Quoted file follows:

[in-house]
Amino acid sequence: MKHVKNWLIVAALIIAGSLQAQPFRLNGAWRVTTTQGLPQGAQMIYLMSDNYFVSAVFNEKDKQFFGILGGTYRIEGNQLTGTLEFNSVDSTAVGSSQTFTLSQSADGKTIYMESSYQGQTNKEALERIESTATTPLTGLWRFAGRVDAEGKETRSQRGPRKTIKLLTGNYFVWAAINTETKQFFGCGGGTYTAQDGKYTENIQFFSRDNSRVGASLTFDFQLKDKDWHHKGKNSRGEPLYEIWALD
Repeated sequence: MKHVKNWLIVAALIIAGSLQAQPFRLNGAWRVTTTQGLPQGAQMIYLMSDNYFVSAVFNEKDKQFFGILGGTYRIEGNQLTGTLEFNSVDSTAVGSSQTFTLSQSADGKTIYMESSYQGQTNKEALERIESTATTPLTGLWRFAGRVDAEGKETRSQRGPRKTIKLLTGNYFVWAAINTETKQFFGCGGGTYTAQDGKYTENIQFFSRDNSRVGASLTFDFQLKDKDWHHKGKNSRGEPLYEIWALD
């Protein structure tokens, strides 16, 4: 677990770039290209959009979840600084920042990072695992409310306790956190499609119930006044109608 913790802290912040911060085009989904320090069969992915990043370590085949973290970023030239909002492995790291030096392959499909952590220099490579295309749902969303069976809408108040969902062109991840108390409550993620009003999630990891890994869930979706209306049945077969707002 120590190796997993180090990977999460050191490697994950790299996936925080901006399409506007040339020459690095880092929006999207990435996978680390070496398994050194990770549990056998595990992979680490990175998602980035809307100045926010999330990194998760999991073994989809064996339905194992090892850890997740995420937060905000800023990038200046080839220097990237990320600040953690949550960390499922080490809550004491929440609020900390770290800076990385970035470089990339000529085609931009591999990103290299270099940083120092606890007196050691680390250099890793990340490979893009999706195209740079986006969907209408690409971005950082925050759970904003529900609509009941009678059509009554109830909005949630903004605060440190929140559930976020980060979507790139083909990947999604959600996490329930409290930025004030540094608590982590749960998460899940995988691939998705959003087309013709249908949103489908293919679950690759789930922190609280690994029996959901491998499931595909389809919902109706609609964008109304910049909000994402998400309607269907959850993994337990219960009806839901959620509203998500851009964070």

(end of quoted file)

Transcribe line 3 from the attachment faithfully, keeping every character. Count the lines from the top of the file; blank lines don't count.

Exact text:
Repeated sequence: MKHVKNWLIVAALIIAGSLQAQPFRLNGAWRVTTTQGLPQGAQMIYLMSDNYFVSAVFNEKDKQFFGILGGTYRIEGNQLTGTLEFNSVDSTAVGSSQTFTLSQSADGKTIYMESSYQGQTNKEALERIESTATTPLTGLWRFAGRVDAEGKETRSQRGPRKTIKLLTGNYFVWAAINTETKQFFGCGGGTYTAQDGKYTENIQFFSRDNSRVGASLTFDFQLKDKDWHHKGKNSRGEPLYEIWALD